Unfortunately, it is all too common to hear nipping behaviour misidentified as teething and that makes it difficult to accurately address. This often leaves us floundering and nipping gets worse as our pups grow.
Now, before you ask me for the perfect formula, know that every dog is different.
In 1999, we brought home a Rottweiler puppy. Quincey was a gem! She was lovely her whole life, easy to train, happy to work, fiercely loyal to her family and a wonderful ambassador for her breed. Truly a wonderful dog who I miss intensely. I mention the year because that was 21 years ago now and I can STILL see the scars on my mother's arms from Quincey nipping as a pup.
Quincey did serious damage with those needle teeth. She was a nipper and she nipped HARD. Nobody was off limits when it came to her teeth and we were not prepared to deal with it. To make matters worse, because we didn't understand it, we became resentful of her very quickly.
Luckily, she was only home for 2 weeks before we started Puppy Head Start and got on track. When we got to class and were made aware of how to fix it, our world changed. At that young age, it was easy to get the message to Quincey and she accepted it with the quiet confidence she carried her whole life. It was almost as if she said, "oh, no problem - I had no idea you didn't like it!"
I've trained many puppies since Quincey and have had very few of them not be nippers. Most recently, Ned as a 9 week old pup lunged at my face twice, both times drawing blood with those needle teeth.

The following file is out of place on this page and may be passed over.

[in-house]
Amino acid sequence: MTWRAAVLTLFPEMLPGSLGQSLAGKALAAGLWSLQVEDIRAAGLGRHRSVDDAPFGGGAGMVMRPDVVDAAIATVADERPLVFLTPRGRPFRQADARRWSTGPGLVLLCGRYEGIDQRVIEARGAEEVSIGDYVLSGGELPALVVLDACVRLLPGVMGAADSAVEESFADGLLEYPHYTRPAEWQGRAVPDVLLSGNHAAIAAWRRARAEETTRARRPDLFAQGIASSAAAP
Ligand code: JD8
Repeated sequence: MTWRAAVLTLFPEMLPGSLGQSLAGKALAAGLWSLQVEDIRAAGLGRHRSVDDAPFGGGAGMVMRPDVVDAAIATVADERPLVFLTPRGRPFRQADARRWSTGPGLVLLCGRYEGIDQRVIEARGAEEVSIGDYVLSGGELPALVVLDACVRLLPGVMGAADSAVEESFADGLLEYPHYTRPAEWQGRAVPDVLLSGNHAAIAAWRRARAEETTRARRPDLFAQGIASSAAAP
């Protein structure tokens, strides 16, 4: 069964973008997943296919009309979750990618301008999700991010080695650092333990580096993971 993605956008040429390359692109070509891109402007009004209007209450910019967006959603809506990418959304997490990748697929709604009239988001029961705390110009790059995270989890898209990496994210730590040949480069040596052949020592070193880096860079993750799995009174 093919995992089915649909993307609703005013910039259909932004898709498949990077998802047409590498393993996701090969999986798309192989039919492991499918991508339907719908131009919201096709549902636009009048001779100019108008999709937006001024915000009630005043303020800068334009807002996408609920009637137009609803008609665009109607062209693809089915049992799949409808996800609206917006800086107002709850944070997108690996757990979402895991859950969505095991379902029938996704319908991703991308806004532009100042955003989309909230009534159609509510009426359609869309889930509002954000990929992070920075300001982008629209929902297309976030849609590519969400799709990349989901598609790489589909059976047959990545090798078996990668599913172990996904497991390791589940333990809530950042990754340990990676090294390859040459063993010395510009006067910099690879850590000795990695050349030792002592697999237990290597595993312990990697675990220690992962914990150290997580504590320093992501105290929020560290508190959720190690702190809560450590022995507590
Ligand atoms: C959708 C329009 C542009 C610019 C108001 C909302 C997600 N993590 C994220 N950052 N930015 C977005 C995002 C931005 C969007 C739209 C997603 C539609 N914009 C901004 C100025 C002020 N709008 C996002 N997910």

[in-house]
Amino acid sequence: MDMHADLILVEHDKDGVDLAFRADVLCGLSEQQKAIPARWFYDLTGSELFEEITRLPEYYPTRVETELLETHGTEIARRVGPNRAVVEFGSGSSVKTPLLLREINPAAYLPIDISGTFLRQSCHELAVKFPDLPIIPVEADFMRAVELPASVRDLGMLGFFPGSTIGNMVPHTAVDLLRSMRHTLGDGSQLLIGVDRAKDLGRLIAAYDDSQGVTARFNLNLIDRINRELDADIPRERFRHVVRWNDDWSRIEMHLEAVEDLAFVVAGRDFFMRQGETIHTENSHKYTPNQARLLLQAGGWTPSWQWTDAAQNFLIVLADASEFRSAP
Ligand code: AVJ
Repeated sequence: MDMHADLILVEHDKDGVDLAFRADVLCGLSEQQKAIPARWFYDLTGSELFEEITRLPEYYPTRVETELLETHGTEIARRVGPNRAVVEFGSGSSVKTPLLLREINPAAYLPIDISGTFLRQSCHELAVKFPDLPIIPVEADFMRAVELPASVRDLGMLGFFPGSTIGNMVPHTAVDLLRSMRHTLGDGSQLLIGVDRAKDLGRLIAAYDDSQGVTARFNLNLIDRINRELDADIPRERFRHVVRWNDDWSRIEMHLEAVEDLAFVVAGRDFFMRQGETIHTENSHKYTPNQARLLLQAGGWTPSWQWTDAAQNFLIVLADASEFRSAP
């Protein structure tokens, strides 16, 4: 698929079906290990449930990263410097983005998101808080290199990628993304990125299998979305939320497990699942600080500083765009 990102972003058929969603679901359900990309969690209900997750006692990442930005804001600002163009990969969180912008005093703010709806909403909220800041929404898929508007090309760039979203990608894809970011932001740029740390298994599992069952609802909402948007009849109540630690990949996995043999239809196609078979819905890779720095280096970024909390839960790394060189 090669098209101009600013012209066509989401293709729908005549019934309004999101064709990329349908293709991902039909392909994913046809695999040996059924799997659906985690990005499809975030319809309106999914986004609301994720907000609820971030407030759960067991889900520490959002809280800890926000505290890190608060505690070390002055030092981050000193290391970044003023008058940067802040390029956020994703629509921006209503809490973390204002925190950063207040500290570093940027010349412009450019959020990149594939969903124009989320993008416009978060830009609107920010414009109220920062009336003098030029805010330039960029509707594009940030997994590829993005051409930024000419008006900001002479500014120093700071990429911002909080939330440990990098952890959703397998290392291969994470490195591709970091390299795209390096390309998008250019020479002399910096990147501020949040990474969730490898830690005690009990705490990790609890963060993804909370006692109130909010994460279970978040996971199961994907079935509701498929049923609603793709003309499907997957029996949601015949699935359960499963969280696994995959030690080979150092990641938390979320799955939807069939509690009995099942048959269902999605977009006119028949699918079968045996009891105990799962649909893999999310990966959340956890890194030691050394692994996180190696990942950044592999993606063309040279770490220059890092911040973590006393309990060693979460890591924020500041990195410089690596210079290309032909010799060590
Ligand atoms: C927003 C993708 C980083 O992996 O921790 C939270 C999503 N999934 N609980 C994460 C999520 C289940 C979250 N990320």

Quincey learned quickly that human skin was off limits when teeth were concerned and she lived a lovely, long life without ever making the mistake of putting teeth on a human. She had many other lessons in bite inhibition that contributed to that, but allowing her to simply grow up and out of nipping wasn't an option for us.
Pups often become nipping adolescents and then careless adults. Not because they are aggressive, but because they never learned to be responsible for their mouths.
Teething, on the other hand, is much different thing to address. If your dog is chewing rather than lunging/nipping/biting. It is not behavioural. Teething is purely physical. They are looking for relief and instinct tells them to chew to remove their baby teeth. I like frozen kongs stuffed with a few goodies to encourage chewing. Teething toys that go in the freezer are great help to relieve painful mouths. Let them chew by providing appealing things for them to chew and save your furniture, etc. from becoming the target of your teething puppy.
Your first step in addressing those needle teeth is identifying the type of issue you are dealing with. Once you do that accurately, you’ll be on a much better path to addressing the issue! The link in the image will provide some clarity on how to stop nipping effectively and how to set yourself up to practice habits that promote good bite inhibition.
A nipping puppy does not have to be frightening. Even a nipping/biting Rottie pup isn't as scary as it sounds when you give them the right information.